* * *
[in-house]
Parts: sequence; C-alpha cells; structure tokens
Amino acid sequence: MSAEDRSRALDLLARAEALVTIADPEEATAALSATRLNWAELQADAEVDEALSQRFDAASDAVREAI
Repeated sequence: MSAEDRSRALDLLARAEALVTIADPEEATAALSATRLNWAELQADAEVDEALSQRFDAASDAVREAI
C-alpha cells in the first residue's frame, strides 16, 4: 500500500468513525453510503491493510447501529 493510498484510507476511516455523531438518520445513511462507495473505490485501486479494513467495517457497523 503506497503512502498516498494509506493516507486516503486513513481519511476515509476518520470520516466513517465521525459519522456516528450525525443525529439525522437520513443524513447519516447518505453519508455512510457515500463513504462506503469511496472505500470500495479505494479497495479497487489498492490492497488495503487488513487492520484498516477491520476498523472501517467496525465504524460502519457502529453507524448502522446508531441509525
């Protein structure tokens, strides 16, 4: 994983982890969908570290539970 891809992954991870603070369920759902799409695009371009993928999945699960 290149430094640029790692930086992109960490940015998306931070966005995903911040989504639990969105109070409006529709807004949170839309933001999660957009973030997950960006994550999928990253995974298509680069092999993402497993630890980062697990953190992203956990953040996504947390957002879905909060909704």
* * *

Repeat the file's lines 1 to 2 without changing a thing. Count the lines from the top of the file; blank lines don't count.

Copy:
[in-house]
Parts: sequence; C-alpha cells; structure tokens